Welcome to the new website! I hope you like it. To get things started, I’m going to feature a flash fiction piece that placed third (or maybe second, I honestly can’t remember) in a flash fiction contest at Horror Novel Reviews back in 2013. I figure the best way to introduce a new website is by showing off a piece of writing.
By Vincenzo Bilof
Left to die alone. One blade of grass the mower can’t cut.
“Cut it my way,” the wife says while I’m lost in a world of dragons and magicians, a realm where I can die and live, live and die.
“Be a man and get the damn weeds. Those weeds are all over my flowers.”
A baby screams. Mine.
The weeds have been murdered, but one blade of grass waves in the wind, green, indestructible. I’ve got leather gloves and I lack the strength, it seems.
She won’t see it. Go about my day and slay the dragon. I’ve got enough magic armor to resist flame.
“You missed a spot.”
That’s not true. I work a lot of hours and I come home to diapers and dragons. The office is full of blank walls and nosebleeds from closet coke addicts. Everyone has to numb their brains while monotony creeps, closes, entraps.
One blade of grass still lives; let the grass grow longer and entrap the blade, let it disappear into a green forest where everything conforms to the wind.
“The grass is getting high again. I found a large tic on the dog. You want that on your daughter? She has to sit in this house until that grass is mowed. Look at her… she needs to play outside.”
This is what conquest feels like. There must be sweat and there must be desolation in my wake. Grass clippings swallowed by the lawnmower. Don’t look. Don’t look because you know you got it. Don’t be a fool. Nothing could’ve survived the grass holocaust.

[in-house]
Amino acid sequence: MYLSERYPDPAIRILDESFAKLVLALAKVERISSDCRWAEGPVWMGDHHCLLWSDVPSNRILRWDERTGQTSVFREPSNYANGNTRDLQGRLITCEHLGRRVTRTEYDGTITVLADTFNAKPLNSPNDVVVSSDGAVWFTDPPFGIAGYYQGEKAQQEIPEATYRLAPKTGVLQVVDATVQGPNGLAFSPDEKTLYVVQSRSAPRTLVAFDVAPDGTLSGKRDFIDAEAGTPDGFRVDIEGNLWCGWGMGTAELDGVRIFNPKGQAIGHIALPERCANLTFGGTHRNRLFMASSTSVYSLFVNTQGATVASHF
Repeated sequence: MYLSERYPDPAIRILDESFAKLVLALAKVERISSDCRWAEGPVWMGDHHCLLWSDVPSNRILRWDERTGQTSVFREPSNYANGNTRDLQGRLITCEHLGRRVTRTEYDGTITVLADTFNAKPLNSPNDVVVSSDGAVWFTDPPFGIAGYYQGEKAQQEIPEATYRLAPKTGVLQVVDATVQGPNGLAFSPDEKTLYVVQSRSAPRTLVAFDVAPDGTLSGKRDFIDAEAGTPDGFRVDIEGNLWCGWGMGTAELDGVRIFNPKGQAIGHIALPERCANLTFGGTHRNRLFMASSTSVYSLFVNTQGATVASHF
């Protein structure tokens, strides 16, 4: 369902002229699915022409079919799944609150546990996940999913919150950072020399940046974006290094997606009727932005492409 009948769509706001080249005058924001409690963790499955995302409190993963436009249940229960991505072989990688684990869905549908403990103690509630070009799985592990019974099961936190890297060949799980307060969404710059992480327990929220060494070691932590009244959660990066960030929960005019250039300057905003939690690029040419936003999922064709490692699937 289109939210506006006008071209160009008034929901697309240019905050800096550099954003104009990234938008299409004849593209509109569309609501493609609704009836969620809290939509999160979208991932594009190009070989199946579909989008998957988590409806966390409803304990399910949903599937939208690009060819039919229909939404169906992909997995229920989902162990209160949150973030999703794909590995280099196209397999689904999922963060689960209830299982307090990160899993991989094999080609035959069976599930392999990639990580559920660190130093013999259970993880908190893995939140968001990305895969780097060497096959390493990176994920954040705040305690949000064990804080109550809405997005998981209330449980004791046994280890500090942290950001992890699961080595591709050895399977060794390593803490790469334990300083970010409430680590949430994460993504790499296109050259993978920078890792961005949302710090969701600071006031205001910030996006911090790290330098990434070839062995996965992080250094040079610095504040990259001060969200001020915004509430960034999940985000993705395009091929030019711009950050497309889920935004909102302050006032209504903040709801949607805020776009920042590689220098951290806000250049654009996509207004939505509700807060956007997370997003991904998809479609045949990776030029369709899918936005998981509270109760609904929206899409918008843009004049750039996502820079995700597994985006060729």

Taunting me, the blade remains. The weed whacker moves the blade, whips it back and forth, mashes it down.
“You missed a spot again!”
Let me play with dragons. Headphones drown out the wrath of an unhappy child.
In my dreams I’ve seen a shovel. I’ve seen myself digging until my shoulders crack, my elbows bleed, my fingers snap. Beneath the bright sun of a relentless summer day, I drown in my own sweat, digging and digging.
Rust that looks like dried blood crusts the edges of the spade. I’ll never miss a spot again.
Digging it up, hurling the patch of lawn with the singular blade into the trash. Hole in the ground, but I’ll mow around it.
“What the hell happened to my lawn?”
I rev the mower to make sure nothing can escape me. The body bag bulges with grass clippings.
A blade remains.
Digging in the moonlight. I can’t sleep anymore.
She waits inside, sitting in the dark.
“We need to talk.”
She doesn’t appreciate my sacrifices. The only way to destroy the grass forever is to dig it all up. The backyard, too.
“I can’t take it anymore. You’re lazy and inconsiderate. I told you how I want the grass cut. I told you to do it my way. Sitting around and playing computer games all day… you can’t do the simple things. You can’t do anything right. I’m sick of it.”
The yard becomes a hole. An abyss. Somewhere down there, my wife tries to speak. Maybe she wants me to cut the lawn her way.
Slaying dragons again in peace. Headphones drown out the screaming of a child. I don’t think I’ll be going to work tomorrow.
In the valley of dirt, a shard of grass must still be alive. I’ll find it.